Friday, September 29, 2017
Wednesday, September 27, 2017
Evidence is mounting for future catastrophic effects of climate change and resource depletion. We need to get ready for the coming changes.
To limit the change in global average temperature to 2° C, the world must rapidly reduce and eliminate fossil fuel consumption. In fact, we have waited so long to make meaningful cuts to fossil fuel use that now, the cuts we need must happen so quickly that the effect will be similar to a collapse. But the phase-out of fossil fuels by itself will not achieve the goals of the Paris Accord. We also would need to quickly develop, test and deploy some new technology to remove and sequester carbon from the atmosphere.
Neither major US political party has demonstrated the will to either cut fossil fuel use or to develop and deploy carbon-removing technology. It seems inevitable that global average temperature will shoot past 2° C. Some climate scientists have predicted a change of between 7° and 10° C, changes big enough to endanger the survival of the human race. One "optimistic" scientist has said that change will be limited to 4° C, because civilization will collapse, limiting further greenhouse gas emissions.
Climate change is only one part of the larger, more general problem of overshoot. In 1972, the Limits to Growth predicted collapse due not only to environmental problems, but also the finite availability of resources. The study was largely dismissed, but a recent look at how the predictions from the Limits to Growth have fared has shown that the world is still on track for global collapse. In fact, according to the study, we are in the early stages of collapse.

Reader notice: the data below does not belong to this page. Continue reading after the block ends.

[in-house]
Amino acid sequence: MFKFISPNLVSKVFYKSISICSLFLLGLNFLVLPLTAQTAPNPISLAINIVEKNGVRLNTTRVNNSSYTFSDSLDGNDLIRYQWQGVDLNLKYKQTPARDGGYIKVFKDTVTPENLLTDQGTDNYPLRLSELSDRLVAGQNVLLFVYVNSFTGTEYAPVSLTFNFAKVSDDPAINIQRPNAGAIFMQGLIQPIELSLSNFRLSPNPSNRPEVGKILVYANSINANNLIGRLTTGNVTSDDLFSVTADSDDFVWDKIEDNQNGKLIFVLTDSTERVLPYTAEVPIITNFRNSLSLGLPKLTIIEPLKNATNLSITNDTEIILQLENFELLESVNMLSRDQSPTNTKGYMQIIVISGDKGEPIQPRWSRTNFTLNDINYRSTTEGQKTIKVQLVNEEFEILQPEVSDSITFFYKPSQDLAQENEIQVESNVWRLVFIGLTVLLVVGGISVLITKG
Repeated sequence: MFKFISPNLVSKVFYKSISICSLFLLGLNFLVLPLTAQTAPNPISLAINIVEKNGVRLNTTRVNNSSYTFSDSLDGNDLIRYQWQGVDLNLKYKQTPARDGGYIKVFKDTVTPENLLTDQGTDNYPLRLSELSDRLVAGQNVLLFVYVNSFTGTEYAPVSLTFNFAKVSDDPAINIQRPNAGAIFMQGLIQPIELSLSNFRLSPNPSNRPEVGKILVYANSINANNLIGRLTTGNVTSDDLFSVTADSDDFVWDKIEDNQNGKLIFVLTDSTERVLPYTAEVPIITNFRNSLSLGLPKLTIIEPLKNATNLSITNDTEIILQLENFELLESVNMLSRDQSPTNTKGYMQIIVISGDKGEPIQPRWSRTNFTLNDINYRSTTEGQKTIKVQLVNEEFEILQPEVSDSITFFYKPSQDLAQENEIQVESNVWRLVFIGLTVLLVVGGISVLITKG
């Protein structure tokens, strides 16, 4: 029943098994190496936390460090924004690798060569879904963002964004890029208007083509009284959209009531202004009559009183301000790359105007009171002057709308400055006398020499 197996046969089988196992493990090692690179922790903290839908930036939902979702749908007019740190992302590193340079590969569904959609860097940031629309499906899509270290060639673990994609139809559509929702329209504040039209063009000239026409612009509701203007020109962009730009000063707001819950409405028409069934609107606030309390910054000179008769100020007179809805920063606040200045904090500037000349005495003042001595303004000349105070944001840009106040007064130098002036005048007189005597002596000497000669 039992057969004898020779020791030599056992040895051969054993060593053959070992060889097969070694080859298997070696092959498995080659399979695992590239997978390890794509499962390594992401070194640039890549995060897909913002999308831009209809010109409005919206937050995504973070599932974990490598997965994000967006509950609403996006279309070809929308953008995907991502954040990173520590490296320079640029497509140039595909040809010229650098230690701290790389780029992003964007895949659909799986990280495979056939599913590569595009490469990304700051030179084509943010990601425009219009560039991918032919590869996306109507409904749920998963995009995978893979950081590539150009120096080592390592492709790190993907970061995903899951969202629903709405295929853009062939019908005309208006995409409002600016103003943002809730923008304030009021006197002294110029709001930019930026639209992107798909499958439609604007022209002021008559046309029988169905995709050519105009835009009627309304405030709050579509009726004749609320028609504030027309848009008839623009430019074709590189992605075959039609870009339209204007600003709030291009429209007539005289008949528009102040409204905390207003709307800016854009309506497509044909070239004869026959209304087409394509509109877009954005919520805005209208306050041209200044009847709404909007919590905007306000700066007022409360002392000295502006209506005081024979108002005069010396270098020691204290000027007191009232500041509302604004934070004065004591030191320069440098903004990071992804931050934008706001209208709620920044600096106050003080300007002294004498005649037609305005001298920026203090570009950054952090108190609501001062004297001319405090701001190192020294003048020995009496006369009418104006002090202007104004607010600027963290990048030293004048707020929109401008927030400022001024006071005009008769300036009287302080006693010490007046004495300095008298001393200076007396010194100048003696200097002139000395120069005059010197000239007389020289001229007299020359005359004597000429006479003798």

So it's time--probably past time--that we begin to ready for collapse. There are three broad issues that we should address.
First, we need to prepare to deal with refugees. Millions of people will be fleeing increasing heat in the south and flooding along the coasts. In fact, we already have absorbed Katrina refugees from Louisiana. This problem will accelerate. We need to have a plan in place.
Second, we need to plan for less and less help from outside our area. Federal, regional and even state resources will be stretched to the breaking point. We should assume that we'll be left to our own devices to cope with local problems. Already, the Federal government has proven inadequate to deal with major disasters. We should inventory our strengths, what we have locally that will help us or be available for barter with nearby communities, and we need to account for our weaknesses, needs that will be difficult to meet. Then we should plan ways to mitigate weaknesses and build on strengths. For example, we're fortunate to have a university with a pharmacy college that can synthesize drugs, at least on a small scale--that's a strength. We lack local sources of energy--that's a weakness.
Finally, we need to make plans for an orderly out-migration of the local population, should it come to that. The area may eventually be unable to support its population. We need to identify areas that could accept refugees and develop relationships and assets along potential migration routes.
Unpleasant as the topic is, we need to start talking about collapse now, the sooner, the better.